Candidates Butt Heads in Debate
Published: Thursday, October 24, 2013
Updated: Thursday, October 24, 2013 00:10
When Boston mayoral candidates John R. Connolly, BC Law ’01, and Martin J. Walsh, BC ’09, met Tuesday night for their second head-to-head debate, the issues that have defined the race for City Hall were at the forefront once again—namely, education and labor relations.
Right out of the gate, Connolly locked in on criticizing Walsh for the negative ad campaign that has been directed toward Connolly and funded by outside labor groups in support of Walsh. Two groups, Working America and the Greater Boston Labor Council, have sent mailers to Boston voters attacking Connolly as a “son of privilege” who “doesn’t understand working-class people.”
The ads also wrongly characterized the school in which Connolly, a Boston city councilor, taught before attending law school and running for public office. The ad called the Nativity Mission School, a boys’ school for low-income immigrant families in New York City funded primarily by Jesuit donors, an “elite New York private school.”
Walsh, a former laborer and union official and current state representative, asked the labor groups to stop sending the mailers, yet more were released even after his request for them to stop. Connolly seized this fact as evidence that Walsh will not be able to transition easily from labor leader to mayor.
“They’re not listening to you now. How do we know they are going to listen to you when you are actually mayor?” Connolly asked.
Walsh, though, continued to try to use his union ties to his advantage, pointing to several occasions when he said he had sat down with labor interests and “[told] them the hard truths that sometimes they [didn’t] want to hear.”
The former union official further showed his niche with labor issues when the debate turned to contract arbitration for public safety officials. Connolly acknowledged that firefighters and police officers should be paid well, but qualified that the mayor must make balanced decisions that provide for the city’s overall fiscal health. Walsh responded to the topic with an answer geared more toward labor interests.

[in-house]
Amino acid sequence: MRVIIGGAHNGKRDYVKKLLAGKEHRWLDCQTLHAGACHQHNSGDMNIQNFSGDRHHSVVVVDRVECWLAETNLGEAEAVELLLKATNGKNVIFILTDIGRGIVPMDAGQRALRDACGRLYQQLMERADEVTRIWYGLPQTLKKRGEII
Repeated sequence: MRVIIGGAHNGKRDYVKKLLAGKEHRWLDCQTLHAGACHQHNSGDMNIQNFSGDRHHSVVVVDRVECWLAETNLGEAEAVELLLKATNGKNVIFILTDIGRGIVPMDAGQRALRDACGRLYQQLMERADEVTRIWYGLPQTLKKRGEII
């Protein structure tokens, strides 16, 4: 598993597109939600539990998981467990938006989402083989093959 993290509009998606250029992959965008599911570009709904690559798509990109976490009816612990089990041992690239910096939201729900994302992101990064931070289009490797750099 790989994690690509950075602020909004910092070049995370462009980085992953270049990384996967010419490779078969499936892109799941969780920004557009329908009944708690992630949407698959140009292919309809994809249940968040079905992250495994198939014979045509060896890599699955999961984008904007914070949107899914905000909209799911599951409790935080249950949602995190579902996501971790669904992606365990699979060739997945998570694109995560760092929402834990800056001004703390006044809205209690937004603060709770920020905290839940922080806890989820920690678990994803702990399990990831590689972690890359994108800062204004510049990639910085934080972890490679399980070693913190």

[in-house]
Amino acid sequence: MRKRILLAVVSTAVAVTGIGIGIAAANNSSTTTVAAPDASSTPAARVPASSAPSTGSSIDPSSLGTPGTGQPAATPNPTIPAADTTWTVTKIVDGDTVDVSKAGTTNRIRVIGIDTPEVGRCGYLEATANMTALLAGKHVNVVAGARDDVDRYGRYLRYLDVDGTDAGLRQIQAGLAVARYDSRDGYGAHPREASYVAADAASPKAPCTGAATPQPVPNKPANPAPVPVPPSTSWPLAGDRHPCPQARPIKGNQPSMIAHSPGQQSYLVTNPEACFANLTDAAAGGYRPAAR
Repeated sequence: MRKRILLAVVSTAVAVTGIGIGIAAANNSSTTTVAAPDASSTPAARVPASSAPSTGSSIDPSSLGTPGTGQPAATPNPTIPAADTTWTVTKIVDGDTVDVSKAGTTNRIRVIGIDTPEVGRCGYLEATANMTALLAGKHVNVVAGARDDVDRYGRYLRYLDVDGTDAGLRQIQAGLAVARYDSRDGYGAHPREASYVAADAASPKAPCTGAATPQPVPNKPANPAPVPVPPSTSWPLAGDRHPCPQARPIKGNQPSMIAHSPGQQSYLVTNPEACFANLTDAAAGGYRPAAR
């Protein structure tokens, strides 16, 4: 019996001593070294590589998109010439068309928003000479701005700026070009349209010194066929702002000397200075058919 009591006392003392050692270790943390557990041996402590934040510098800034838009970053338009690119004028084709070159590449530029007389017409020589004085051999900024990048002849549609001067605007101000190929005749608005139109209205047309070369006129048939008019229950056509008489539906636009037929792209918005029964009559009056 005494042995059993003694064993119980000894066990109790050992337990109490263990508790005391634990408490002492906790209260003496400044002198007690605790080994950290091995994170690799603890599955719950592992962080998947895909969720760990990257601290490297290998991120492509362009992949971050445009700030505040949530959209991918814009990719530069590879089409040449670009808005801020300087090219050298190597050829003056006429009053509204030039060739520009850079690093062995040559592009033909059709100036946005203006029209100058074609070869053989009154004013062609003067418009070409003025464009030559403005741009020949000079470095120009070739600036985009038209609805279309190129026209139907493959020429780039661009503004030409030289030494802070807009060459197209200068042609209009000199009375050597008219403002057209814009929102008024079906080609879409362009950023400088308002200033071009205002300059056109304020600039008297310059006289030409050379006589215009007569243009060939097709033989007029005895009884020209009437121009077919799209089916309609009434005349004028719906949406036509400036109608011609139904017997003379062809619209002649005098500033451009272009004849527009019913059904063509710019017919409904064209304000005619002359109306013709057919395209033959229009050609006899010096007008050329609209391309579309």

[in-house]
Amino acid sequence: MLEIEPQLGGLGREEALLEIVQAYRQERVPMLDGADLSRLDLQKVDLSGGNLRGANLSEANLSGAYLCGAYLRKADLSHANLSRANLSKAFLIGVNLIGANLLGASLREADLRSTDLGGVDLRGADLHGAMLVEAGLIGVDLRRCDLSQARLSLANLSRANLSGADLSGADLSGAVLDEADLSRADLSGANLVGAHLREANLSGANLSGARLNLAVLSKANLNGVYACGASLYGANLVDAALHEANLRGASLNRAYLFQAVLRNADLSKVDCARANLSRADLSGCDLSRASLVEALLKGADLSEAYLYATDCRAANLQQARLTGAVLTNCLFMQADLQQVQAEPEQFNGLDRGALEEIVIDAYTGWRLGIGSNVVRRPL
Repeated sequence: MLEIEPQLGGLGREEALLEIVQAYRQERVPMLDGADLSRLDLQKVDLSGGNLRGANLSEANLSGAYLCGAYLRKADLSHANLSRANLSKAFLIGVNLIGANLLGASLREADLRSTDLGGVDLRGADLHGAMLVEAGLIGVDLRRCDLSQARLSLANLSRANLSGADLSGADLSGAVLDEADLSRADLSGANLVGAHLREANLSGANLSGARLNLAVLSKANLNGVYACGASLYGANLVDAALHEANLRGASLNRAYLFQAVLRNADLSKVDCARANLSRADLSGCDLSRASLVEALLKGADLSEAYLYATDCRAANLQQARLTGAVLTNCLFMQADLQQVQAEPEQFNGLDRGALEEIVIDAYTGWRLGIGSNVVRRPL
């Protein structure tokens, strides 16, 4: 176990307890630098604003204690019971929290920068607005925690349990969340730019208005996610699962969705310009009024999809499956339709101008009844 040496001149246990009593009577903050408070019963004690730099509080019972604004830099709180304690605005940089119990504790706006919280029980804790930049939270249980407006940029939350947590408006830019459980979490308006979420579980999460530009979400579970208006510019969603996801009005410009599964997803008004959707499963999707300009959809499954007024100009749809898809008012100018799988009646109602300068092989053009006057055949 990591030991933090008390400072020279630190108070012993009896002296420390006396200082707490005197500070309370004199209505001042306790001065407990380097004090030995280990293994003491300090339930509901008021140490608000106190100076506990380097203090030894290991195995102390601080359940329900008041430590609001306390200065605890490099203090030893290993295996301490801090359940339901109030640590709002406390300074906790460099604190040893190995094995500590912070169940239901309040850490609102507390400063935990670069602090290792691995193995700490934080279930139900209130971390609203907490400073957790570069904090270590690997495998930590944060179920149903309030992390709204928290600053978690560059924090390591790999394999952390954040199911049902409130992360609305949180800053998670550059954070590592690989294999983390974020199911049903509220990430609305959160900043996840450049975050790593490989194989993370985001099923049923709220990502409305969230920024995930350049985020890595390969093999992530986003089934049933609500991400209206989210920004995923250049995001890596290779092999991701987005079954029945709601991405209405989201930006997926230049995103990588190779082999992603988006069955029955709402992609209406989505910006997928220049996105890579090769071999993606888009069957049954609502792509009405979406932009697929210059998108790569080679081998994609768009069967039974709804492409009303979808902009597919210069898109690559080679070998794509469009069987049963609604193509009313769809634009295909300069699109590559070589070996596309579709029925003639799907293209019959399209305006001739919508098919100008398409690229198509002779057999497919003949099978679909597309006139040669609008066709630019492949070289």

“I think there’s a clear difference here,” Walsh said. “I respect the public employees that work for the City of Boston. John just mentioned about drawing a line. That line is not how you negotiate. You do it by transparency, respect, and you put the cards on the table so you can see exactly what’s out there and we can come up with a contract.”
The candidates clashed once more when Walsh questioned why Connolly continually refers to his three years as a teacher, rather than his 12 years as a lawyer, and further called for Connolly to release his list of law clients. Connolly said that he has nothing to hide, but still tried to redirect the question by pointing to labor unions as Walsh’s primary source of income, while noting that he himself only earned $3,500 last year from being an attorney and focused on his position as city councilor.
Connolly defended the emphasis he has placed his years as an educator with a response that reflects his campaign tactic of running as the “education mayor.”
“I talk so much about being a teacher because it was the most impactful experience of my life,” Connolly said. “When you go into the classroom every day with young people who are facing that achievement gap and you see the challenges that young people face, that stays with you.”
In recent days, the race has intensified with regard to campaign funding, endorsements, and public polls. In the first half of October, Connolly surged ahead in fundraising, adding $620,000 in donations to his campaign funds, according to Boston.com. Walsh continued to fuel his campaign with a combination of fundraising efforts and contributions from outside groups, the latter component amounting to $1.3 million spent on ads on his behalf throughout the race thus far.
A poll released Tuesday by MassINC Polling Group for WBUR-FM and reported on Boston.com showed that Connolly still retains a lead in the race, though the gap between him and Walsh has narrowed.
Surveys conducted two weeks ago indicated that Connolly led Walsh by seven to eight percentage points, with that lead narrowing in a poll last week that showed Connolly ahead by only four points.
This week’s poll suggested an even closer race, with Walsh gaining more momentum.
“It’s very close,” Steve Koczela, president of the MassINC Polling Group, said in an interview on WBUR. “We have John Connolly with 41 percent and Marty Walsh with 39. That is about as close as you can get.”
As the Nov. 5 election approaches, a major question remains about who will gain the undecided vote. The MassINC poll indicated that 17 percent of likely voters are still undecided.
Contributing to Walsh’s momentum has been a string of endorsements from prominent public officials, including former mayoral candidates Felix Arroyo, John Barros, Charlotte Golar Richie, and, most recently, Michael Capuano. Several of these endorsements are particularly key to expanding Walsh’s support base as the officials represent districts that did not vote for Connolly or Walsh in September’s preliminary election. Both candidates have been campaigning intensely to sway these precincts in their favor.
Within the last few days, influential City Councilor at-large Ayanna Pressley announced that she will not be endorsing a mayoral candidate, even though she partnered with Connolly in her bid for the council two years ago. Instead, she is choosing to focus on her own re-election campaign.
“I think we’ll be well served by either of them,” Pressley told Boston.com. “They’ve both been incredible public servants and good friends.”